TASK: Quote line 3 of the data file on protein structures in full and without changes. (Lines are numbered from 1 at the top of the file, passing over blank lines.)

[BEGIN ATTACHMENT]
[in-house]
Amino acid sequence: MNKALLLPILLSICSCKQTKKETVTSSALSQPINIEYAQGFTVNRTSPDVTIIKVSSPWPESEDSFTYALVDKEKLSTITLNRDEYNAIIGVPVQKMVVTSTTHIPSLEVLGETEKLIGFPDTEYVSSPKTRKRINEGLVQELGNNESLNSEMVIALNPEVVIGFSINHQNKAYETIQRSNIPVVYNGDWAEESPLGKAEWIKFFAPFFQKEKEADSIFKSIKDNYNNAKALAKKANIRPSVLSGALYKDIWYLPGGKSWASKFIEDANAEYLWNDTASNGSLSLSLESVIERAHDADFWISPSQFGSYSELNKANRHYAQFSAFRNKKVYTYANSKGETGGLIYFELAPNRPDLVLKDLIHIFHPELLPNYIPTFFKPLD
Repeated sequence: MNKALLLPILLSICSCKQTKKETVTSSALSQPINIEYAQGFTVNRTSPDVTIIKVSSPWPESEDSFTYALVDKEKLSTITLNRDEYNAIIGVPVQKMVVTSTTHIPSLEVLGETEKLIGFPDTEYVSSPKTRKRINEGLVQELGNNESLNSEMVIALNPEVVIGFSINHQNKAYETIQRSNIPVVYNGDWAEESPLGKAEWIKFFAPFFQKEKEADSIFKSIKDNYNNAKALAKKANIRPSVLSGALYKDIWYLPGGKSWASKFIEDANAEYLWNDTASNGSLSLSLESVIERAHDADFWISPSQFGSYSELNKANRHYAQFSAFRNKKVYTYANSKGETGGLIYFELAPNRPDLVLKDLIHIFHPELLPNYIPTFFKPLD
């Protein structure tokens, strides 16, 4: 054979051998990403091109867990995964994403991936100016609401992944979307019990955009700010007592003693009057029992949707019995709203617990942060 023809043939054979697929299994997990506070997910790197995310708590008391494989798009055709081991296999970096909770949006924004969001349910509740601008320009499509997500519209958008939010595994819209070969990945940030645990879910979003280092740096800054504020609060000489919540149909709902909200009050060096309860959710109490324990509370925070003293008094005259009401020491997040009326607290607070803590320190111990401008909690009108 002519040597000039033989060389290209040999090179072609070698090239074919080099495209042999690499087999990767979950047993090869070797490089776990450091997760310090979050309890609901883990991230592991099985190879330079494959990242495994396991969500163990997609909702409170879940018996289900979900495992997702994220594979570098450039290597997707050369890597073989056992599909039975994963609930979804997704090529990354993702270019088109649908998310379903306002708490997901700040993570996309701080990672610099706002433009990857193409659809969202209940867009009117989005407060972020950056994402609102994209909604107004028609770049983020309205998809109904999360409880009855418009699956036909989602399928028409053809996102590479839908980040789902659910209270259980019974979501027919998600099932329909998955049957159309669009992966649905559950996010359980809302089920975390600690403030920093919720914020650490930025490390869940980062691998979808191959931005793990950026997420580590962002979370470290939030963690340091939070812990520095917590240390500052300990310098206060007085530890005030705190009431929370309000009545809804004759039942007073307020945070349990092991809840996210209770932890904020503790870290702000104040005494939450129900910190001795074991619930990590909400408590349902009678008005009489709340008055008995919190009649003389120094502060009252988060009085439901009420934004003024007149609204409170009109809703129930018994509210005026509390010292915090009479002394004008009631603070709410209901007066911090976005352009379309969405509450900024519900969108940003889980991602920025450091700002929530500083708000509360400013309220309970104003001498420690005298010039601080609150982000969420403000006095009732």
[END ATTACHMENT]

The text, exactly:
Repeated sequence: MNKALLLPILLSICSCKQTKKETVTSSALSQPINIEYAQGFTVNRTSPDVTIIKVSSPWPESEDSFTYALVDKEKLSTITLNRDEYNAIIGVPVQKMVVTSTTHIPSLEVLGETEKLIGFPDTEYVSSPKTRKRINEGLVQELGNNESLNSEMVIALNPEVVIGFSINHQNKAYETIQRSNIPVVYNGDWAEESPLGKAEWIKFFAPFFQKEKEADSIFKSIKDNYNNAKALAKKANIRPSVLSGALYKDIWYLPGGKSWASKFIEDANAEYLWNDTASNGSLSLSLESVIERAHDADFWISPSQFGSYSELNKANRHYAQFSAFRNKKVYTYANSKGETGGLIYFELAPNRPDLVLKDLIHIFHPELLPNYIPTFFKPLD